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What is a proforma invoice?

Invoices can come in all sorts of sizes, including the proforma invoice. Read on to discover precisely what these documents are, and why they differ from a standard invoice.

Proforma invoice meaning

A proforma invoice is an invoice that is sent before the work it outlines has been delivered. Proforma, meaning “as a matter of form” in Latin, refers to the fact that a proforma invoice is not a true invoice, it is just another step in the process, especially in the case of international trade.

What does a proforma invoice do?

A proforma invoice is a sort of preliminary bill that is sent before the shipping and delivery of goods. Usually, shipping charges and the weight of the items are also included on a proforma invoice, meaning all information required by customs on international shipments is readily available. This makes proforma invoices very useful for global shipping and trade. Beyond imported goods, a proforma invoice is also a useful piece of paperwork, ensuring everyone is up to date and fully informed of what has been produced and what they expect to be delivered, as well as what they expect to pay.

Is a proforma invoice the same as an invoice?

No, a final invoice is different to a proforma invoice, meaning a proforma invoice cannot be used in your accounting cycle the way a standard invoice can. A regular invoice is a request for payment, whereas a proforma invoice is simply a consolidation of key information up to the point that the ordered work is delivered.

A proforma invoice has no set template, and can follow the same structure of your normal invoices, but it must state that it is a proforma invoice and not a final invoice.

What information is needed on a proforma invoice?

Unlike a standard invoice, a proforma invoice doesn’t need to have extensive details about the order. For example, a standard invoice would include details of the buyer, seller, PO number, location of the purchase, etc. A proforma invoice only needs enough information to outline the total order, i.e., total cost and quantity.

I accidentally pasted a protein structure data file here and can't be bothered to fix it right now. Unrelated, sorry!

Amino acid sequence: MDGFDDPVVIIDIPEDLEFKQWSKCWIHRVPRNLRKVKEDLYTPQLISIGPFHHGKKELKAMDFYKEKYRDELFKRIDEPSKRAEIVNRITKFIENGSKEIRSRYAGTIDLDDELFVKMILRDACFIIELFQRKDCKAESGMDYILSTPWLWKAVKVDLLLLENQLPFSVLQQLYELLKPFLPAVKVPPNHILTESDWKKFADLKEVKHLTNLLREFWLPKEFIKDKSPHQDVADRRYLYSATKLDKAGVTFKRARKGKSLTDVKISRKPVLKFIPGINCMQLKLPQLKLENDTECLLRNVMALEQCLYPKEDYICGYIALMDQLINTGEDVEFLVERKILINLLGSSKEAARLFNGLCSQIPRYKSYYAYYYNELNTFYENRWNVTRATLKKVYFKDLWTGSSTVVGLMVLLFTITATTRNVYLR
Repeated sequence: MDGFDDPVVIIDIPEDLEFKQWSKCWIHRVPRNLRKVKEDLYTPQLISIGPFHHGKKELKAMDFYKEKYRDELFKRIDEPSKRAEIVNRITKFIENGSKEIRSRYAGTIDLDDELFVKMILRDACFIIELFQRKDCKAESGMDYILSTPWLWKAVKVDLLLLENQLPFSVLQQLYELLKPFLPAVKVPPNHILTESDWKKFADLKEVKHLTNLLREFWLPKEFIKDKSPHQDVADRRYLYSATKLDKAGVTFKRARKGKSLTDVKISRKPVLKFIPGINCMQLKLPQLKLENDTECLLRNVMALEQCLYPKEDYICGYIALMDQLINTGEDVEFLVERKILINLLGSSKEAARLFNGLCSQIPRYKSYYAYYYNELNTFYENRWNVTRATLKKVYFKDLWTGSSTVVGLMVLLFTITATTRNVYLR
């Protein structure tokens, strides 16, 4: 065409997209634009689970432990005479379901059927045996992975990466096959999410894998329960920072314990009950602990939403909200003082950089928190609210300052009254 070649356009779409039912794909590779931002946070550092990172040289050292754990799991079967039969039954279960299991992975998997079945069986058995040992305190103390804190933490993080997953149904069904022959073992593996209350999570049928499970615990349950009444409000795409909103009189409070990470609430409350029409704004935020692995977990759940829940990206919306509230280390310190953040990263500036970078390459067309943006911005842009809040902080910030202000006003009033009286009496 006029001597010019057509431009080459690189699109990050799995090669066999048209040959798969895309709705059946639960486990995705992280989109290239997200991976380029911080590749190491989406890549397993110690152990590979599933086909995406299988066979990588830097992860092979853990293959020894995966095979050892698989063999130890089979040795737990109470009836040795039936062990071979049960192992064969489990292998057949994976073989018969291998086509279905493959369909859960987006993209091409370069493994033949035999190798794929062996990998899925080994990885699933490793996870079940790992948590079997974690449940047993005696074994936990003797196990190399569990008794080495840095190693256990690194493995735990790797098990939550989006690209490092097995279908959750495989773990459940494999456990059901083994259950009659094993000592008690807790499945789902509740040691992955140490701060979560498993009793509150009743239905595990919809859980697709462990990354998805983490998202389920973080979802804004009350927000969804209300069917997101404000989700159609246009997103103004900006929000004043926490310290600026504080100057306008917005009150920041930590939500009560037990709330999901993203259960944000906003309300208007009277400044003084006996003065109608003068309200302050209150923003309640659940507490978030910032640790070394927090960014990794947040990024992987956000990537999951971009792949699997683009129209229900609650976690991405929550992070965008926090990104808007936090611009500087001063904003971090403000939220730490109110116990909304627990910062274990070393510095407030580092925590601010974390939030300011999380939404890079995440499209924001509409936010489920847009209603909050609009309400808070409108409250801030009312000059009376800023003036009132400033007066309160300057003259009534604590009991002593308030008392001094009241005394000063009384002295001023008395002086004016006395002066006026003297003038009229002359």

Proforma invoices and late payments

Some businesses may use a proforma invoice to help guard against late payment. In this way, a proforma invoice is an advance warning of the real invoice, giving clients time to prepare. While this isn’t guaranteed to eliminate overdue invoices, you might want to include proforma invoices in your financial processes for better customer communications.

If you do use a proforma invoice, you must aim to send your actual invoice within 120 days.

What’s the difference between a proforma invoice and a quote?

A proforma invoice is given to customers once they have started the purchase process but have not yet received their goods. You will have agreed an order with your client and have these details to add to your proforma invoice. A quote is given to a customer who has not yet committed to buying anything, but is enquiring how much it might cost to do so. Quotes don’t necessarily need 100% accurate prices as there is still room for negotiations and changes in the request.

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GoCardless (company registration number 07495895) is authorised by the Financial Conduct Authority under the Payment Services Regulations 2017, registration number 597190, for the provision of payment services. GoCardless SAS (23-25 Avenue Mac-Mahon, Paris, 75017, France), an affiliate of GoCardless Ltd (company registration number 834 422 180, R.C.S. PARIS), is authorised by the ACPR (French Prudential Supervision and Resolution Authority), Bank Code (CIB) 17118, for the provision of payment services.